Cover crops can improve soil health, erosion control, and provide wildlife forage. Choosing wildlife friendly cover crops can attract and hold wildlife on your property from fall to early spring, while providing multiple benefits to your cropping system. If participating in a program, follow specific programmatic requirements.


A wildlife friendly cover crop is an annual or perennial planting of grasses, non-legume broad-leaves, and/or legumes to provide food and/or cover for a variety of wildlife on agricultural land in conjunction with or after cash crops.

Unearthed turnip in cover crop field
Turnips help alleviate soil compaction


  • Habitat diversity.
  • Pollinator habitat.
  • Mixes that include turnip, radish, or sugar beets provide food, first as leaf, then as an edible bulb.
  • Can relieve wildlife pressure on commercial crops.
  • Many mixes can be planted in late spring to fall.
  • Shorter period to maturity and need less rain than a corn food plot.
  • Fewer inputs than a conventional food plot.
  • They improve soil organic matter.
  • Improved infiltration.
  • Great for erosion control.

Uses of Wildlife Friendly Cover Crops

A wildlife friendly cover crop adds plant diversity, food, and cover to the landscape as well as being agronomically sound for erosion control or other purposes related to conservation or soil improvement. It can also be considered where land is planned to provide a winter or early spring food source for wildlife.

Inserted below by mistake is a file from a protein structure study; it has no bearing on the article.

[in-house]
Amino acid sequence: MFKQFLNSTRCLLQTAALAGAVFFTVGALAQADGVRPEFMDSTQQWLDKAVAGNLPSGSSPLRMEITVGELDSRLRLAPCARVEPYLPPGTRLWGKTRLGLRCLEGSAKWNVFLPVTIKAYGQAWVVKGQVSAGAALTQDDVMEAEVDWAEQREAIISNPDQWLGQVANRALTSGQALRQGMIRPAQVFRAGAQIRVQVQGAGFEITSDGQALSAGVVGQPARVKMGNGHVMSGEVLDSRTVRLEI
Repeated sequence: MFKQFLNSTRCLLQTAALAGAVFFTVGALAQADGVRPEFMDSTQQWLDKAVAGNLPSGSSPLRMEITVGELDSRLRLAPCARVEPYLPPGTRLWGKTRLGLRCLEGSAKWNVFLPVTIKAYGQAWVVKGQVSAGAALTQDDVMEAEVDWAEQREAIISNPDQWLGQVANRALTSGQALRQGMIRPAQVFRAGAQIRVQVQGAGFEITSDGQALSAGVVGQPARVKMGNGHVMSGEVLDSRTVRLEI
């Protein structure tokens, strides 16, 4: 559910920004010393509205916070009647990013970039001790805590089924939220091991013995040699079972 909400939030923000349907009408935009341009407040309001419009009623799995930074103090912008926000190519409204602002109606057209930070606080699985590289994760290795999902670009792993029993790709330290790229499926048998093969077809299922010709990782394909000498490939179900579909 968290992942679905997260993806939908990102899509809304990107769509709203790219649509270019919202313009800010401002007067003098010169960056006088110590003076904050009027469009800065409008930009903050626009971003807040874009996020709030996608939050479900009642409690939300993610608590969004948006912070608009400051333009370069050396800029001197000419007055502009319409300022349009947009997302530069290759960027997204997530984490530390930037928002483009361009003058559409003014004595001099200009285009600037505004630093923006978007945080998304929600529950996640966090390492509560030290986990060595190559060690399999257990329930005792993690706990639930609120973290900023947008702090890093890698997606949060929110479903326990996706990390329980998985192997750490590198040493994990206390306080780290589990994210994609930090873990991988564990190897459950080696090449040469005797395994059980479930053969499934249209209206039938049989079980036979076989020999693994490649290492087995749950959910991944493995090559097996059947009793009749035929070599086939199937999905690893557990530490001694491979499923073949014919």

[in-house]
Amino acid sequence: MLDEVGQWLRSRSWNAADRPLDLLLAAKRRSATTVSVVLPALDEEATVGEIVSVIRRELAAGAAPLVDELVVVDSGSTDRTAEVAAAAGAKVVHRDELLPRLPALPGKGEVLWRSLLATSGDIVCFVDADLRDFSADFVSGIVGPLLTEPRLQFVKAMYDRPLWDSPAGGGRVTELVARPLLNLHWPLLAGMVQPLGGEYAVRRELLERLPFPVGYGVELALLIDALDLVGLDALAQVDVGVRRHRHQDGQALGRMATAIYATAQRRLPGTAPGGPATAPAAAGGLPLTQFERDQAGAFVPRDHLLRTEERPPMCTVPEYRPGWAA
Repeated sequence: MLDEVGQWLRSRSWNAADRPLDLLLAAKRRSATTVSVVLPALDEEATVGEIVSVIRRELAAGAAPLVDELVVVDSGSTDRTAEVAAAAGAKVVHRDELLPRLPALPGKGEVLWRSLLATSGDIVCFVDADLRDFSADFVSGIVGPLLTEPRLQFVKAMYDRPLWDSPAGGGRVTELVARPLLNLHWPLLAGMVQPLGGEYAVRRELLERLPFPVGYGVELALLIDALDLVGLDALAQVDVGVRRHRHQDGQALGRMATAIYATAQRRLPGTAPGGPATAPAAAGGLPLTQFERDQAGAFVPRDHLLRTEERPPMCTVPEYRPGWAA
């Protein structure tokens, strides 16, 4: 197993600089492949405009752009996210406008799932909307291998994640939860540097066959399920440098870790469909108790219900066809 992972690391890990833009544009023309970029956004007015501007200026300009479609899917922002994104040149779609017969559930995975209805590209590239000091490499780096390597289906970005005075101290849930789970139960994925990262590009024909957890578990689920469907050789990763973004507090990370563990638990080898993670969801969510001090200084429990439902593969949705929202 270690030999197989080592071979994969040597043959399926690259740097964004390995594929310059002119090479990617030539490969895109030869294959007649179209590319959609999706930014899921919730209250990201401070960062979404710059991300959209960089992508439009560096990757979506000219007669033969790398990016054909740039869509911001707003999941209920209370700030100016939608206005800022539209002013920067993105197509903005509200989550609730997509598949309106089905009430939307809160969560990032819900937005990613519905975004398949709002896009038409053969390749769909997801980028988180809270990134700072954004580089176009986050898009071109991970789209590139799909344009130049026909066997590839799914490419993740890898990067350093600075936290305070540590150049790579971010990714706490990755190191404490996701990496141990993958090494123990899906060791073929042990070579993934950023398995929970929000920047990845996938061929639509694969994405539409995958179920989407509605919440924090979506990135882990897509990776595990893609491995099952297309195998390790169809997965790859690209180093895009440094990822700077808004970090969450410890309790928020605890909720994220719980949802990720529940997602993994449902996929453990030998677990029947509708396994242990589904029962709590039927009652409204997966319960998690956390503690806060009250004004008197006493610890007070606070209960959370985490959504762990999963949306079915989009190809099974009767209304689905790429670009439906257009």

Seeding Guidance (pdf)

Aerial - Typically done into standing crops.

Drill - Typically done after crop is harvested or in a split row or narrow row cropping system.

Broadcast - Can be used in standing or harvested crops. 

Seeding Dates

Seeding dates are especially critical to allow for adequate growth to provide the intended benefit.

Cover crops growing in unharvest corn field
Cover crops broadcast seeded into corn

Prior to Harvest

If seeding prior to harvest (prior to leaf drop and/or near crop maturity), broadcast seed using a method allowing good coverage and for fewer damages to the standing crop. These methods would include seeding by air, high clearance applicator, or when split applying fertilizer. Cover crops broadcast seeded into standing corn should be done between V4-V6. Seedbed preparation is not necessary. When broadcast seeding prior to harvest it is important to have good soil moisture near the surface.


After Harvest

If seeding after harvest, seed may be either no-till planted or broadcast seeded into existing residue cover. Aerial application can be used if soils are saturated. Immediately incorporate if the seed is broadcast on a prepared seedbed to ensure good seed-to-soil contact. Some producers mix seed in the fertilizer application to reduce the number of trips over the field.

Wildlife Friendly Mixes

Example Mix 1: 30% Annual Ryegrass, 20% Crimson Clover, 20% Oilseed Radish, 20% Turnip, 10% Dwarf Essex Rape

Drilled Seeding Rate: 10 lb/acre

Planting Depth: 1/inch

Aerial & Broadcast Seeding Rate: 15 lb/acre

Approximate Planting Date: June 10 - 20, August 15 - September 15


Example Mix 2: 30% Oilseed Radish, 20% Annual Ryegrass, 15% Common Vetch, 15% Crimson Clover, 15% Lentil, 5% Sunn Hemp

Drilled Seeding Rate: 17 lb/acre

Planting Depth: 3/inch

Aerial & Broadcast Seeding Rate: 25 lb/acre

Approximate Planting Date: June 10 - 20, August 15 - September 15

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